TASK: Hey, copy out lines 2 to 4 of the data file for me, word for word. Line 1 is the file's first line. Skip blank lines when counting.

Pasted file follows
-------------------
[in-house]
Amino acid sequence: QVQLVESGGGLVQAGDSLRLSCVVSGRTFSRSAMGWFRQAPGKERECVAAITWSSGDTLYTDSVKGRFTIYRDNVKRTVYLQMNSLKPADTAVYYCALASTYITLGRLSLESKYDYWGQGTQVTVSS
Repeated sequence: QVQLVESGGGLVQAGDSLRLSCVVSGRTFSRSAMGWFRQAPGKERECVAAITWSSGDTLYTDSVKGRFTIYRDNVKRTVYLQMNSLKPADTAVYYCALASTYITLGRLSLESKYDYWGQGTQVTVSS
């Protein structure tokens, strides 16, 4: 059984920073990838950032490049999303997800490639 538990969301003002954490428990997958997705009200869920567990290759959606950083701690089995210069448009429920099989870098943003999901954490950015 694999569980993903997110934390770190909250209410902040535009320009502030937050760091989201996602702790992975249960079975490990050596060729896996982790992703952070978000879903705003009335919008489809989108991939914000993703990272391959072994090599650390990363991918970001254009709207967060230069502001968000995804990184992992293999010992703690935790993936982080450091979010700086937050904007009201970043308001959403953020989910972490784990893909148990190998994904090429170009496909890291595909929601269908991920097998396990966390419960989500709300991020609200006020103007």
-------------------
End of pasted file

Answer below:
Amino acid sequence: QVQLVESGGGLVQAGDSLRLSCVVSGRTFSRSAMGWFRQAPGKERECVAAITWSSGDTLYTDSVKGRFTIYRDNVKRTVYLQMNSLKPADTAVYYCALASTYITLGRLSLESKYDYWGQGTQVTVSS
Repeated sequence: QVQLVESGGGLVQAGDSLRLSCVVSGRTFSRSAMGWFRQAPGKERECVAAITWSSGDTLYTDSVKGRFTIYRDNVKRTVYLQMNSLKPADTAVYYCALASTYITLGRLSLESKYDYWGQGTQVTVSS
């Protein structure tokens, strides 16, 4: 059984920073990838950032490049999303997800490639 538990969301003002954490428990997958997705009200869920567990290759959606950083701690089995210069448009429920099989870098943003999901954490950015 694999569980993903997110934390770190909250209410902040535009320009502030937050760091989201996602702790992975249960079975490990050596060729896996982790992703952070978000879903705003009335919008489809989108991939914000993703990272391959072994090599650390990363991918970001254009709207967060230069502001968000995804990184992992293999010992703690935790993936982080450091979010700086937050904007009201970043308001959403953020989910972490784990893909148990190998994904090429170009496909890291595909929601269908991920097998396990966390419960989500709300991020609200006020103007």